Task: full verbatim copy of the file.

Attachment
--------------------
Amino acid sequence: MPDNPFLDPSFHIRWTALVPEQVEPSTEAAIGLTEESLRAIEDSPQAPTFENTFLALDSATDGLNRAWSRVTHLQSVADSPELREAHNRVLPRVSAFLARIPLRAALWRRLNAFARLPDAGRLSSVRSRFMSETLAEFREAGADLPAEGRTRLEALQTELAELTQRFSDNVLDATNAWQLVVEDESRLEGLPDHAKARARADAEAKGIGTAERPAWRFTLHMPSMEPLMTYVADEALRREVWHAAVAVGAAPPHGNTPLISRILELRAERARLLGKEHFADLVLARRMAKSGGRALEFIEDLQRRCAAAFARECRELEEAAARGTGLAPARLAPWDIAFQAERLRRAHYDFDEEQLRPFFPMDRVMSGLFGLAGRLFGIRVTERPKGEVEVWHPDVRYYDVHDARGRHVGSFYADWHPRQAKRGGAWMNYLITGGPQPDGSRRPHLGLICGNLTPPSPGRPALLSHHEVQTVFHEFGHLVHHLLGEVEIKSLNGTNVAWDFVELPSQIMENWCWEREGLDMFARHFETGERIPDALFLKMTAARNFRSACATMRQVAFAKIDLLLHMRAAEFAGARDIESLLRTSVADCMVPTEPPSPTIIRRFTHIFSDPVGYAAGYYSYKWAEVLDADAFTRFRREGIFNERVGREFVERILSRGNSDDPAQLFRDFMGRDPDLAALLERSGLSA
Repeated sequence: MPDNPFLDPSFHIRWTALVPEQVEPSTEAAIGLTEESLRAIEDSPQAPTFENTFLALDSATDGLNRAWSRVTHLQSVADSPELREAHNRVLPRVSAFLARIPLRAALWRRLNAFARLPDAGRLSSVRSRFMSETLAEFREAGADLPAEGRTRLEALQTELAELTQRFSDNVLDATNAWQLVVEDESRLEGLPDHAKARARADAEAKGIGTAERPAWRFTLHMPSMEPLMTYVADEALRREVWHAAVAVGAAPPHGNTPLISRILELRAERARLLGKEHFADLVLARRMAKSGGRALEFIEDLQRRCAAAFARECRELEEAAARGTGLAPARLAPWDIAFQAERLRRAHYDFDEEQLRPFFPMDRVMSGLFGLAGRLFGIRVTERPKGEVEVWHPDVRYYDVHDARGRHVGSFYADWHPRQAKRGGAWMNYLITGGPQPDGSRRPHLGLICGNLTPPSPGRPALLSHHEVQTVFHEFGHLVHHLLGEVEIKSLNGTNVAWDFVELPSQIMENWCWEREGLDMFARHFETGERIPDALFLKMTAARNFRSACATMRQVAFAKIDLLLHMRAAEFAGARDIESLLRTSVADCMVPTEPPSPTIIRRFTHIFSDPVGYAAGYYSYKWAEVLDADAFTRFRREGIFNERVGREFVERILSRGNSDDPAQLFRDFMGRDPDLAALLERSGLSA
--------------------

Amino acid sequence: MPDNPFLDPSFHIRWTALVPEQVEPSTEAAIGLTEESLRAIEDSPQAPTFENTFLALDSATDGLNRAWSRVTHLQSVADSPELREAHNRVLPRVSAFLARIPLRAALWRRLNAFARLPDAGRLSSVRSRFMSETLAEFREAGADLPAEGRTRLEALQTELAELTQRFSDNVLDATNAWQLVVEDESRLEGLPDHAKARARADAEAKGIGTAERPAWRFTLHMPSMEPLMTYVADEALRREVWHAAVAVGAAPPHGNTPLISRILELRAERARLLGKEHFADLVLARRMAKSGGRALEFIEDLQRRCAAAFARECRELEEAAARGTGLAPARLAPWDIAFQAERLRRAHYDFDEEQLRPFFPMDRVMSGLFGLAGRLFGIRVTERPKGEVEVWHPDVRYYDVHDARGRHVGSFYADWHPRQAKRGGAWMNYLITGGPQPDGSRRPHLGLICGNLTPPSPGRPALLSHHEVQTVFHEFGHLVHHLLGEVEIKSLNGTNVAWDFVELPSQIMENWCWEREGLDMFARHFETGERIPDALFLKMTAARNFRSACATMRQVAFAKIDLLLHMRAAEFAGARDIESLLRTSVADCMVPTEPPSPTIIRRFTHIFSDPVGYAAGYYSYKWAEVLDADAFTRFRREGIFNERVGREFVERILSRGNSDDPAQLFRDFMGRDPDLAALLERSGLSA
Repeated sequence: MPDNPFLDPSFHIRWTALVPEQVEPSTEAAIGLTEESLRAIEDSPQAPTFENTFLALDSATDGLNRAWSRVTHLQSVADSPELREAHNRVLPRVSAFLARIPLRAALWRRLNAFARLPDAGRLSSVRSRFMSETLAEFREAGADLPAEGRTRLEALQTELAELTQRFSDNVLDATNAWQLVVEDESRLEGLPDHAKARARADAEAKGIGTAERPAWRFTLHMPSMEPLMTYVADEALRREVWHAAVAVGAAPPHGNTPLISRILELRAERARLLGKEHFADLVLARRMAKSGGRALEFIEDLQRRCAAAFARECRELEEAAARGTGLAPARLAPWDIAFQAERLRRAHYDFDEEQLRPFFPMDRVMSGLFGLAGRLFGIRVTERPKGEVEVWHPDVRYYDVHDARGRHVGSFYADWHPRQAKRGGAWMNYLITGGPQPDGSRRPHLGLICGNLTPPSPGRPALLSHHEVQTVFHEFGHLVHHLLGEVEIKSLNGTNVAWDFVELPSQIMENWCWEREGLDMFARHFETGERIPDALFLKMTAARNFRSACATMRQVAFAKIDLLLHMRAAEFAGARDIESLLRTSVADCMVPTEPPSPTIIRRFTHIFSDPVGYAAGYYSYKWAEVLDADAFTRFRREGIFNERVGREFVERILSRGNSDDPAQLFRDFMGRDPDLAALLERSGLSA